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Ask Dr. Sears: Brainy Breakfasts

Q. Why is it important that I feed my child breakfast, since he eats plenty for lunch and dinner?

A.
Because breakfast is the most important meal and sets the nutritional tone for the rest of the day. After a night of not eating, blood sugar plummets, depriving the brain of fuel and throwing neurochemicals out of balance. Then, to make up for the low blood sugar, the body tries to tap into energy stores by releasing stress hormones. If a child doesn't refuel with a healthy breakfast, all this can make him cranky and unable to concentrate. What's more, people who skip breakfast are more likely to crave sugar the rest of the day, which leads to erratic eating habits and bingeing.

What to serve? The best breakfasts contain a balance of complex carbohydrates, fiber, protein, and a bit of healthy fat (especially omega-3s). This combination allows for the slow release of sugar into the bloodstream, providing energy all morning long. Some of my family's favorites:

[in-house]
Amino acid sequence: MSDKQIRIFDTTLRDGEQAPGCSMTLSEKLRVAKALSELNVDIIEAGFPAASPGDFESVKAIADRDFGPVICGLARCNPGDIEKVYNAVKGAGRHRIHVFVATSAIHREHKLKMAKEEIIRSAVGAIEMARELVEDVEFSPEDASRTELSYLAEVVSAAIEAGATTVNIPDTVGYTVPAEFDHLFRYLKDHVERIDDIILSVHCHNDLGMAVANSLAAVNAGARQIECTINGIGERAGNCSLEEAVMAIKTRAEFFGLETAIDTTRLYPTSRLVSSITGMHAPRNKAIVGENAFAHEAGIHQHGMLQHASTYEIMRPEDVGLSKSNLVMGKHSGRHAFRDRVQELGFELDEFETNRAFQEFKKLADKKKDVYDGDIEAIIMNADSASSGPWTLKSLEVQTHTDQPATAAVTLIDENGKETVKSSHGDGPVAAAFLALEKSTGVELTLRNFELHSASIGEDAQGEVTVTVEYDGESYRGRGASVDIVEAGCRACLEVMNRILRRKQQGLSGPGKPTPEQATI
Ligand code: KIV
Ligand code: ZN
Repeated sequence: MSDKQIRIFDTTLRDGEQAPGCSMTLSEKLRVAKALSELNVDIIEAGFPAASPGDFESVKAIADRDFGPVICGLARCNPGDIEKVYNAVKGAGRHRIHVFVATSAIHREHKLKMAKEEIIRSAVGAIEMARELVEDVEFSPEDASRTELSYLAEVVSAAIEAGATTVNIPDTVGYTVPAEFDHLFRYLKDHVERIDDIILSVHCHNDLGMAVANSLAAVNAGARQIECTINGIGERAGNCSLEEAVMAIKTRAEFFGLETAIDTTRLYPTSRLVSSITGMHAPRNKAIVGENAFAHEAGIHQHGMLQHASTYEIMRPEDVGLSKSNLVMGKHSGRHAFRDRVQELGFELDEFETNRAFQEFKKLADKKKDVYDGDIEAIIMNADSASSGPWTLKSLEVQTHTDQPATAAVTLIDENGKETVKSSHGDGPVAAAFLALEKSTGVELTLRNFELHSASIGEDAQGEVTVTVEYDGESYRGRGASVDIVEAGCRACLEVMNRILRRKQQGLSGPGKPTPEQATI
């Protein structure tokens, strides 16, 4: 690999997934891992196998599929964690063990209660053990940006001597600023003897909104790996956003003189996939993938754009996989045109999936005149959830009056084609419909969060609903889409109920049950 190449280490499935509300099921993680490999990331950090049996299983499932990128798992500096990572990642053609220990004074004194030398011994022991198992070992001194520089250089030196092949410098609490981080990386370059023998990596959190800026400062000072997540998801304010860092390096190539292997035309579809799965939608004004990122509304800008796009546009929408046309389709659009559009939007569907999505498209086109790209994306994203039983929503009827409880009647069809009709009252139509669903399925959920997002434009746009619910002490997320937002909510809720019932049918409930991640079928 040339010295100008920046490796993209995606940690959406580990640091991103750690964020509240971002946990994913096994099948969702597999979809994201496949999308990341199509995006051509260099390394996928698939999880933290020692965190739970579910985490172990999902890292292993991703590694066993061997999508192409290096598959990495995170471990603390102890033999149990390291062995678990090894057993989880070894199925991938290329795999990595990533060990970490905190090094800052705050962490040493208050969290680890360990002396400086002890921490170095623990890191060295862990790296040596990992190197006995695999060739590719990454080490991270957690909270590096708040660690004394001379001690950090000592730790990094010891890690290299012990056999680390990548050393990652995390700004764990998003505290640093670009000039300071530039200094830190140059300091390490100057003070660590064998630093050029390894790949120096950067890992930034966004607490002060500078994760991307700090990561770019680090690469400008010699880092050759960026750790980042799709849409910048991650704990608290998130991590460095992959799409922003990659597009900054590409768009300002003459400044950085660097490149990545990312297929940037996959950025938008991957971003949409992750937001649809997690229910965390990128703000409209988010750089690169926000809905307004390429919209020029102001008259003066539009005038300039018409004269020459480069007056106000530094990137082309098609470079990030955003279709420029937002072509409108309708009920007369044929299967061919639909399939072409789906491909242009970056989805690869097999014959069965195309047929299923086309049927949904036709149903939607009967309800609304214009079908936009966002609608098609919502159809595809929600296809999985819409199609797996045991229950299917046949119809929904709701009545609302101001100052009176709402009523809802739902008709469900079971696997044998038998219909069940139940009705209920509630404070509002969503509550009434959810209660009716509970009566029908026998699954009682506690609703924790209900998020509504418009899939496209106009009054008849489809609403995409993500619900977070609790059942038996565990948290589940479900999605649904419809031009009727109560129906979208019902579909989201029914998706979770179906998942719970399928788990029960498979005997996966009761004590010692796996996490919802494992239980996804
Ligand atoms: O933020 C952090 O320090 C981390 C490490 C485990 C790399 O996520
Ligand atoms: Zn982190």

• A cheese omelet, a bran muffin, and a piece of fruit

     

  • Frozen whole-wheat waffles topped with berries and low-fat yogurt

     

  • A bagel pizza and a sliced apple

     

  • A peanut-butter-and-jelly sandwich or leftovers from last night's dinner -- anything that's healthy

    If your household resembles mine during the morning rush and you don't have the time for a sit-down breakfast, try a nutritious smoothie: Just throw juice, yogurt, or milk; flaxseed oil; and a banana and some other fruit into a blender for a delicious meal on the go.

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